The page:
Dr. Martin Bitzan on a mission: MCH nephrologist spends six weeks working in India

By Lisa Dutton
The little boy was in acute kidney failure. By Canadian standards, he would be treated with dialysis and supportive medication, and if needed, he would receive a kidney transplant. But the child was not seeking care at The Montreal Children’s Hospital; he was at St. John’s Medical College Hospital in Bangalore, India. There would be no dialysis, no kidney transplant; in fact, there would be no further care for him because treatment is expensive. “For the good of the family, his parents stopped treatment and returned home with their child,” says Dr. Martin Bitzan, Director of the Nephrology Division at the MCH. “Continuing treatment would have bankrupted the family, jeopardizing the future of the other siblings,” says Dr. Bitzan who estimated the boy would live for only another three to four weeks.
These are the heartbreaking decisions that Dr. Bitzan witnessed daily during his six-week fellowship at the Medical College. The college, a highly regarded, not-for-profit institution, was created to train physicians and nurses to serve the underprivileged and those living in rural and remote communities. Access to health care as we take for granted is a luxury reserved for the rich in India. “Imagine patients having to buy each dose of medication to be administered in hospital. The cost of some meds can be 10 times the daily minimum wage of an unskilled labourer and is therefore rarely provided,” says Dr. Bitzan. “Patients are not given dialysis three or four times a week as in Canada, rather they receive it sporadically, whenever the family can scrape together some money.”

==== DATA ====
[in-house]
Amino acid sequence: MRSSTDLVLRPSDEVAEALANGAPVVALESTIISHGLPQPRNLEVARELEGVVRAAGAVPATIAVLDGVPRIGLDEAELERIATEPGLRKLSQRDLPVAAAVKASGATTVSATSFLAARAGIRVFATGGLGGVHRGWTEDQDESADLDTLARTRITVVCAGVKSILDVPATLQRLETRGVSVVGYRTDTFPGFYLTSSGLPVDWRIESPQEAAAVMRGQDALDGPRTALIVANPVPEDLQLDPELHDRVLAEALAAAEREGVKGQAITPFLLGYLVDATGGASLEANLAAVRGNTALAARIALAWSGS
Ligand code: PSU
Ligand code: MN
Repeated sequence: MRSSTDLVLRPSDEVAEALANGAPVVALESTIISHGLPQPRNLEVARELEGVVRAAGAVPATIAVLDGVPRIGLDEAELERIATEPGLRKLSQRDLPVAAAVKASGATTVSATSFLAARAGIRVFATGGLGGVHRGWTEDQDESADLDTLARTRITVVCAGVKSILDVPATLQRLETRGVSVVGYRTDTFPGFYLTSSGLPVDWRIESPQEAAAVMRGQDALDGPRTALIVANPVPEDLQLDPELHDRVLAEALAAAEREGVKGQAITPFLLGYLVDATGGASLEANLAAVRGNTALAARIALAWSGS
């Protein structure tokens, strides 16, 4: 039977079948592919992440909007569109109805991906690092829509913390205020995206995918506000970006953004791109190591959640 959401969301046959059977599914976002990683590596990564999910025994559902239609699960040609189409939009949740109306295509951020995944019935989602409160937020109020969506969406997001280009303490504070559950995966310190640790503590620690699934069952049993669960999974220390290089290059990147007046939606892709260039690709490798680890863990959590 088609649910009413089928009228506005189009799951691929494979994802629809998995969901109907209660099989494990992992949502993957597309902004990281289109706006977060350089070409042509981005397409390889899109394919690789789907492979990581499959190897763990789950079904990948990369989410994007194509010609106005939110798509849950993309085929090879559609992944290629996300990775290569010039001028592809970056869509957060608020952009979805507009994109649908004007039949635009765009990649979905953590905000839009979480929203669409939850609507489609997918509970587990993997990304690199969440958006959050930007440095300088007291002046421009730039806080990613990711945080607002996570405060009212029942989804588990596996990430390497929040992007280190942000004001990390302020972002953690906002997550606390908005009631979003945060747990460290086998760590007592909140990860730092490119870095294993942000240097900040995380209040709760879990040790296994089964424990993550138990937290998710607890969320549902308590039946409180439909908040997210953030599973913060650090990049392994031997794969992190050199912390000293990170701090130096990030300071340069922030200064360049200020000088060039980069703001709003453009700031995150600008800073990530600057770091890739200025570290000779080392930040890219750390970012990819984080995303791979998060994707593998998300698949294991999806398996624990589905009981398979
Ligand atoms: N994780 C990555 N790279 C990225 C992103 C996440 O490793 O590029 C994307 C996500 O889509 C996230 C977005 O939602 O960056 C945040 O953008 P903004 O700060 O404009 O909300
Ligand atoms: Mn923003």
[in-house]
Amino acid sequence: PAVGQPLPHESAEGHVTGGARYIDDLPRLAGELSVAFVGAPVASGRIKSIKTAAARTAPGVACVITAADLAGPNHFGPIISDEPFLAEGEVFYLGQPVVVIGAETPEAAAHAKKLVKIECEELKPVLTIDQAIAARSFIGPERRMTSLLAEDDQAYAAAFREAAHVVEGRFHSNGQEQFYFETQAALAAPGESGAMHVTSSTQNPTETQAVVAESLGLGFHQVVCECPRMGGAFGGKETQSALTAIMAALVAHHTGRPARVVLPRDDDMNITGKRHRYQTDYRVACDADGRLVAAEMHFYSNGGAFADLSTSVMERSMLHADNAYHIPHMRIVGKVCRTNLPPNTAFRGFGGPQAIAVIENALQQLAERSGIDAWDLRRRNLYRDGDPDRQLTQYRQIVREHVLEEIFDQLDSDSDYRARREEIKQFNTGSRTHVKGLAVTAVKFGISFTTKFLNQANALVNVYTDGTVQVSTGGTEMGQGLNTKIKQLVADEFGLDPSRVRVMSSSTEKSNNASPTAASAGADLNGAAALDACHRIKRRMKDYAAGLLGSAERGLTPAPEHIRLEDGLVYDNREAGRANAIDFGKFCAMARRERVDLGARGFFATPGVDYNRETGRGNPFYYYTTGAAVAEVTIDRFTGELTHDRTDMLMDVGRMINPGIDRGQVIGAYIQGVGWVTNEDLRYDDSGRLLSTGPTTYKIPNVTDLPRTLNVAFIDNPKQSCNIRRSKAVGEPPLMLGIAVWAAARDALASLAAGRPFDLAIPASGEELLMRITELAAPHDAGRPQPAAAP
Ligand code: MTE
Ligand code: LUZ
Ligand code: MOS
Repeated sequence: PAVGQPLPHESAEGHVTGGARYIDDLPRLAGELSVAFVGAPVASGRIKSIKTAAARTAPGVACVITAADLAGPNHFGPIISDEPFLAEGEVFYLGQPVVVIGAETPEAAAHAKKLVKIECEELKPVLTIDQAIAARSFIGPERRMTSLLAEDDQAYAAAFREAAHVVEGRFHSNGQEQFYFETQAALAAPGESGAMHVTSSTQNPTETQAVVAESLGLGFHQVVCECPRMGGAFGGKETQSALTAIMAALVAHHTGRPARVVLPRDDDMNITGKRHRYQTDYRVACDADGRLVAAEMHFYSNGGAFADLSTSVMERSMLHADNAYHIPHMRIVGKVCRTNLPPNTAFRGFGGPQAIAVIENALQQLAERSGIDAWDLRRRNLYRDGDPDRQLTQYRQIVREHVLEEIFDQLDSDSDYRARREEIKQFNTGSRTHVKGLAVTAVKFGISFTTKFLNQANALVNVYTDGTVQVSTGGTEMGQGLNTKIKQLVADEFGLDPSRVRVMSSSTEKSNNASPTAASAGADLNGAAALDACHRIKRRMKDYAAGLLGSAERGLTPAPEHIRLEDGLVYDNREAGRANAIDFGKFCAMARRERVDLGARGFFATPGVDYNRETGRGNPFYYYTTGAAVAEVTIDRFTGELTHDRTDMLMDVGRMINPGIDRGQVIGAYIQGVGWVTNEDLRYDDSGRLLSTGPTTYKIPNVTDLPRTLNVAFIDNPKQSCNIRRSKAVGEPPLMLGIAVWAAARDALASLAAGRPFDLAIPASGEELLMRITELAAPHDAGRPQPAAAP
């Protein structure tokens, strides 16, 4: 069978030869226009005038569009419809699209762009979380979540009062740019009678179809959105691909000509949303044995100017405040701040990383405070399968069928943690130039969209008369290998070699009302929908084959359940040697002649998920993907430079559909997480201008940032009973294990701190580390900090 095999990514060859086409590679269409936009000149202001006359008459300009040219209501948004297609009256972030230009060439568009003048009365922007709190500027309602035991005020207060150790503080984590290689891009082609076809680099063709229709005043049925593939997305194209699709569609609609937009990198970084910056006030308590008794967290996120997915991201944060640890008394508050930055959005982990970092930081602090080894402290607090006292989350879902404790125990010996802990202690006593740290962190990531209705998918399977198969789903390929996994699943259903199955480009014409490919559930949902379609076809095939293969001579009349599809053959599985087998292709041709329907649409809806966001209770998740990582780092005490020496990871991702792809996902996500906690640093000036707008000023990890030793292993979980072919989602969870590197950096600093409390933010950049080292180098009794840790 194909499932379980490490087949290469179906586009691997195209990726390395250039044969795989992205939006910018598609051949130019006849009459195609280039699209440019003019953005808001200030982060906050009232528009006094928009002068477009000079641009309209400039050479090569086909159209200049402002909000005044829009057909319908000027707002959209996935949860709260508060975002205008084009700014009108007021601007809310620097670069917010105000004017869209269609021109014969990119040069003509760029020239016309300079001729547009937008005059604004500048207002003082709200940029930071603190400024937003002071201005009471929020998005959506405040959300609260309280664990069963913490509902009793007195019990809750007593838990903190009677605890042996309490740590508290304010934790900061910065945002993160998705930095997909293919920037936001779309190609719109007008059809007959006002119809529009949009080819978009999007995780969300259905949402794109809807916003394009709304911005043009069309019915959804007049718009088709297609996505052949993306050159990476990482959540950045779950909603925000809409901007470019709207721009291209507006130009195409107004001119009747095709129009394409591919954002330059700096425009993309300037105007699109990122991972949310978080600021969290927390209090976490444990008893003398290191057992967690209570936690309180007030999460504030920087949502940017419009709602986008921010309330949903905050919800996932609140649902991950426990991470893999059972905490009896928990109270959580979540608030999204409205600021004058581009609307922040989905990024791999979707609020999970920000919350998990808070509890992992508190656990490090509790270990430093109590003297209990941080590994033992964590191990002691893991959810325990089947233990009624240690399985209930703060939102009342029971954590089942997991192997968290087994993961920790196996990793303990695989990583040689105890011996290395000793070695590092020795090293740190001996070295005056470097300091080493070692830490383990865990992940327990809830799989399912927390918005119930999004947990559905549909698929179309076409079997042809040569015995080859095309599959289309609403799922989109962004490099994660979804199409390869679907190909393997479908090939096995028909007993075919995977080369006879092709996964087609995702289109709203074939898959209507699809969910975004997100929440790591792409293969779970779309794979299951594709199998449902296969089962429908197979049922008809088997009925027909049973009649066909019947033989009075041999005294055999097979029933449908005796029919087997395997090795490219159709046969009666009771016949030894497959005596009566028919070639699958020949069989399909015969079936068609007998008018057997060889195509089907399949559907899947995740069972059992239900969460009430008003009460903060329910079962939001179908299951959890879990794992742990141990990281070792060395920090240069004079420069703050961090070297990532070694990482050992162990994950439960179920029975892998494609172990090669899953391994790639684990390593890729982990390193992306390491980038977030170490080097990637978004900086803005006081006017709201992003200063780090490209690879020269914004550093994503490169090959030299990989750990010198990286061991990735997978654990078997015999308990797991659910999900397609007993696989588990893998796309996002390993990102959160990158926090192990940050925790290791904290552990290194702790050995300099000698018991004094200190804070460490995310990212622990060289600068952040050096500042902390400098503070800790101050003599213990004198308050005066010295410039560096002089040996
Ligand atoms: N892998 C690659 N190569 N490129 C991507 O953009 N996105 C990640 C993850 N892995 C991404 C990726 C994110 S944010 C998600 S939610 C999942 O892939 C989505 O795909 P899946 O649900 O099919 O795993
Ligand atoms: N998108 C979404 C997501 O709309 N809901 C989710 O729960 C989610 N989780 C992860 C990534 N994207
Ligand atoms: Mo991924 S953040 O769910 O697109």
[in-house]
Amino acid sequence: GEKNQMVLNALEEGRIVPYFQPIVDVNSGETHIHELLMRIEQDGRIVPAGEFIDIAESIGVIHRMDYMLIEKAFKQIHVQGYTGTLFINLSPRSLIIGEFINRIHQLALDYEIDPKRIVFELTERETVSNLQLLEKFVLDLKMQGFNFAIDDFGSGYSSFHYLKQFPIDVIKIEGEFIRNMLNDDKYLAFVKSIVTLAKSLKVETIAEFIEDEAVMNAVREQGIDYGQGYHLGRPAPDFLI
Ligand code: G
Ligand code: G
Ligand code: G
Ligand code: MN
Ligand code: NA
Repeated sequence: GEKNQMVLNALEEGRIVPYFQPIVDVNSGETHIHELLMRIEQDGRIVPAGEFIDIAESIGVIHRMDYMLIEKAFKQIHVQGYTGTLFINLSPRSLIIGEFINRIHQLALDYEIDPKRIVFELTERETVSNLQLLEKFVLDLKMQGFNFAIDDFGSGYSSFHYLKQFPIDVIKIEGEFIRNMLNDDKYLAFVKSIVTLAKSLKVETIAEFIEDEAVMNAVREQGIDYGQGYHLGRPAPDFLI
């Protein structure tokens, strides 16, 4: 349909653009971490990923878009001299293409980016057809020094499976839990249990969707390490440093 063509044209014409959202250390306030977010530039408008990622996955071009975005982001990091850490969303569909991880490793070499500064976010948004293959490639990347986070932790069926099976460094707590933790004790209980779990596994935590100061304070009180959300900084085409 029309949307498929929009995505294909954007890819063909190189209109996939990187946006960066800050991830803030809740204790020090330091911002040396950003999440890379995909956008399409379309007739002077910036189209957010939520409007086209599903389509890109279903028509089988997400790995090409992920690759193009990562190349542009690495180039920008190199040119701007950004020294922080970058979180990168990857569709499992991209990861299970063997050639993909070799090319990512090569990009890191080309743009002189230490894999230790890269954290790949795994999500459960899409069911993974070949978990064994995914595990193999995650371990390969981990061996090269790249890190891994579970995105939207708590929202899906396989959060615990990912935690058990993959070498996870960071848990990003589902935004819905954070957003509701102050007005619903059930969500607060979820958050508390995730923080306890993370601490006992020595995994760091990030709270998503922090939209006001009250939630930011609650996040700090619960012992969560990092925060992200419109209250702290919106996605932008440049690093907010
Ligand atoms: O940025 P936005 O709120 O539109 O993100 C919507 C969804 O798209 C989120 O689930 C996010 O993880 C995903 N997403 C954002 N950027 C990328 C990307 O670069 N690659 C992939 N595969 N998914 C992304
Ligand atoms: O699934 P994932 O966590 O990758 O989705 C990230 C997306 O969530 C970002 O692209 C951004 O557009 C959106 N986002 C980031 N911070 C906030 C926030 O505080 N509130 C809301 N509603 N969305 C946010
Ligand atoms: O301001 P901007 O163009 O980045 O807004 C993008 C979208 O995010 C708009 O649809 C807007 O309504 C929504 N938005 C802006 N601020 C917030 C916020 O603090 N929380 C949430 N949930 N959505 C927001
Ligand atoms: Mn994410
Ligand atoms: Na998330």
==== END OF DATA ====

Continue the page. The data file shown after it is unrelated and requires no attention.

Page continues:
The collaboration between the MCH Division of Nephrology and the Bangalore hospital started about eight years ago with a research project between Dr. Paul Goodyer and Dr. Kishore Phadke. The partnership was expanded thanks to a ‘Renal Sister Program’ which pairs ‘emerging’ and ‘supporting’ renal centres. This program encourages faculty exchange and transfer of clinical expertise, including regional conferences for continuing medical education.
During Dr. Bitzan’s stay, two nephrology fellows were glued to his side taking the opportunity to quiz him on pediatric and nephrological problems and acting as his local guide. Dr. Bitzan also participated in daily hospital rounds and clinics, including what he says was a well-functioning, weekly, interdisciplinary nephro-urology clinic.
“There is a huge disparity compared to the types of patients I normally treat,” says Dr. Bitzan explaining that in India, the patients often seek medical care once their ailment is very advanced. “I am not used to seeing patients being admitted (and dying from) severe nephrotic syndrome (severely damaged kidneys), often complicated by pneumonia or peritonitis. What particularly impressed me,” remarks Dr. Bitzan, “was the medical team’s ability to work, and make do, with space limitations, overcrowding and limited resources. This, for me, is only the beginning of an ongoing learning process.”